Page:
The DNS server shows the address of the computer that helps convert computer names into IP addresses so they can be located. You need one or more of these entries in order to go to websites by name, such as You can learn more about DNS at

Looking for Errors
If the "ipconfig" output shows:
Media status . . . . . . . . . : Media disconnected
It means that the computer is not plugged into the network (or the wireless card is not connecting to the Wireless Access Point). Correct this before trying to go any further.

If the IP address starts with "169.254" this means that the computer did not get a response back from its DHCP request, so the computer made up its own IP address. This IP address is worthless, and will not allow you to connect to the Internet.

How to Force Windows to Renew the Computer's IP Address
The ipconfig command has a couple of parameters that can be added to do additional tasks.
  • ipconfig /all (shows a lot of additional info about your IP connection)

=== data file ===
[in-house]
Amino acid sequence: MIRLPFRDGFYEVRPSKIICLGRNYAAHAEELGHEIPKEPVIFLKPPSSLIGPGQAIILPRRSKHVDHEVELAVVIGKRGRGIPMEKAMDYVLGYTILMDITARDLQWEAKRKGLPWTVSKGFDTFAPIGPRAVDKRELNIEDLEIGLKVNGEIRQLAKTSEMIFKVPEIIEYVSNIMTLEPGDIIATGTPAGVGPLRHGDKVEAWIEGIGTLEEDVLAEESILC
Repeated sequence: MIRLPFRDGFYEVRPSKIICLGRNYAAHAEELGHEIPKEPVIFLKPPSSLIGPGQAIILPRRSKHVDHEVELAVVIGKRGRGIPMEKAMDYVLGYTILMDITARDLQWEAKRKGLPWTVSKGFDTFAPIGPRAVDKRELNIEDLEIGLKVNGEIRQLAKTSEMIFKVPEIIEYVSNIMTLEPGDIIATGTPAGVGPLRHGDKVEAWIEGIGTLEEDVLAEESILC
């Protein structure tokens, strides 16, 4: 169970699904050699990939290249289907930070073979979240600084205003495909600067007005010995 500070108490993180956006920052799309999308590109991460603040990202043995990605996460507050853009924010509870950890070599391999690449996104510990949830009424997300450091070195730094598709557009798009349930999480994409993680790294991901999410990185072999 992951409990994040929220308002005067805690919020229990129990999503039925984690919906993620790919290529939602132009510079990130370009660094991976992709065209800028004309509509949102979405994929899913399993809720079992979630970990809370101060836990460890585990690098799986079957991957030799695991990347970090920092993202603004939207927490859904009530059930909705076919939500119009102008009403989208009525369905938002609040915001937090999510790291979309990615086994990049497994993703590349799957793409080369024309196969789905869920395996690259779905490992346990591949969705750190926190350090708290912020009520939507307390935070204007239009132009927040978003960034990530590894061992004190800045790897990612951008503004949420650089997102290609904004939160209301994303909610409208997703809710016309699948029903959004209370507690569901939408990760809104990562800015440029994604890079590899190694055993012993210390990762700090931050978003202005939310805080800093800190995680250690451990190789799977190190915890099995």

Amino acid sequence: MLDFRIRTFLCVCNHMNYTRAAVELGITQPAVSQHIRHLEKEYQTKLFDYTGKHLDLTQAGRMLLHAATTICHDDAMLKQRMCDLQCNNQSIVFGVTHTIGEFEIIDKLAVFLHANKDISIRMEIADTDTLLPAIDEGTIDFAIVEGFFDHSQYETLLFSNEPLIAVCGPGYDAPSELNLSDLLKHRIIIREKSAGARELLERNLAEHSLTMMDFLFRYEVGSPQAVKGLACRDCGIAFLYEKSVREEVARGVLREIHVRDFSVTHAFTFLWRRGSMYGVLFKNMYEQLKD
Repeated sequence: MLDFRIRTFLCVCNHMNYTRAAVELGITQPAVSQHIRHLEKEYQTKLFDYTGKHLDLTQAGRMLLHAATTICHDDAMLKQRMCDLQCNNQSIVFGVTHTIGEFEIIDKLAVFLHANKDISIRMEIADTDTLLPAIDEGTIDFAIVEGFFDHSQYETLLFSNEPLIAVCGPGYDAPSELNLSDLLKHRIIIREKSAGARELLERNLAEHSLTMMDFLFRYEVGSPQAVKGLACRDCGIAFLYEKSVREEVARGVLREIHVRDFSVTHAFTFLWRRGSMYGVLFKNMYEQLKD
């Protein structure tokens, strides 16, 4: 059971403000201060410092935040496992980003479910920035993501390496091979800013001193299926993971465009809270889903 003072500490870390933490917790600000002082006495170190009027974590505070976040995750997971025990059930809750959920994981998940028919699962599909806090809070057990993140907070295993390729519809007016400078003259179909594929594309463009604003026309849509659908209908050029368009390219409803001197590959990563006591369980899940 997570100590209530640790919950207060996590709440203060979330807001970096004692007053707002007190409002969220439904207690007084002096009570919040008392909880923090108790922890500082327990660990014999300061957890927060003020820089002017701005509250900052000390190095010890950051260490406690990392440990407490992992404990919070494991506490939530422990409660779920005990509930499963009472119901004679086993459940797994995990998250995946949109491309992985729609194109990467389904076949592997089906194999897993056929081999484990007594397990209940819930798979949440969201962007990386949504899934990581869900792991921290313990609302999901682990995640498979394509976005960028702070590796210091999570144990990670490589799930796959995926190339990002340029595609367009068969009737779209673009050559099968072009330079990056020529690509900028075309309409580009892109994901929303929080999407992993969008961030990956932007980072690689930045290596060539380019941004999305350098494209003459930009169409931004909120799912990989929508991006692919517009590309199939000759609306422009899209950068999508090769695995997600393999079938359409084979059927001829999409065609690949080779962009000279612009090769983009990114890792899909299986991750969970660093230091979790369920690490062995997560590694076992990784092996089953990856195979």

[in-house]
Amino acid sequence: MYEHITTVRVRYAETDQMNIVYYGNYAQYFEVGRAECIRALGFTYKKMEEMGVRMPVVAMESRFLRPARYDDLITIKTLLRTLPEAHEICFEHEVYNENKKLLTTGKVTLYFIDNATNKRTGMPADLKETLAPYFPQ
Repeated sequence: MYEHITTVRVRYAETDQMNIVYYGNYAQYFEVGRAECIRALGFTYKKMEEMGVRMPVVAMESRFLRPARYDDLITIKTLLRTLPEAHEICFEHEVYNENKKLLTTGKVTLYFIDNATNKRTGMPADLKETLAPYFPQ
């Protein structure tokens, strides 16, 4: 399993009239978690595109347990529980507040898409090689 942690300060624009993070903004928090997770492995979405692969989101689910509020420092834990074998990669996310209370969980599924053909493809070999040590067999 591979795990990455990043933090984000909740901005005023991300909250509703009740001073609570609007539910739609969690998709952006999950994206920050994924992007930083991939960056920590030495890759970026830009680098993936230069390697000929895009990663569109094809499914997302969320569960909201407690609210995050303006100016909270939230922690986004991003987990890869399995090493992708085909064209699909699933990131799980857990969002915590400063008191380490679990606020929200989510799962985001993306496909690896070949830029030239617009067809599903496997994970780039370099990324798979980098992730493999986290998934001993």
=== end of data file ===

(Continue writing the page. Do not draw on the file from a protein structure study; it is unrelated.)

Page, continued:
• ipconfig /release (drops your IP address)
  • ipconfig /renew (requests a new IP address)

Friday, August 8, 2008

Get the right AVAST

When you "Google" AVAST, you will get a lot of links to pages that look like avast, and perhaps some of them are varients of it. But most of them want you to pay for it. They are not the real AVAST site.

Here is the link to the real one...
Avast! Antivirus Protection (

Thursday, August 7, 2008

August 7, 2008 Listener Calls

AVG Update Requires Restart

If the message appears even though you rebooted, please perform following procedure:

  • Please run AVG Control Center->Update Manager->Settings->Advanced tab-> use "Delete update temporary files" button.
  • Reboot your PC.
  • Try to update again.

Tuesday, August 5, 2008

HP MiniNote 2133

I recently acquired a HP MiniNote 2133 laptop for use on the road while performing work duties. I chose this tiny laptop for a number of reasons:
  • It is extremely small and light
  • It has a great display (1024 X 768)
  • The keyboard is nearly full size (92% of normal)
  • It is fast enough to do what I need to do with it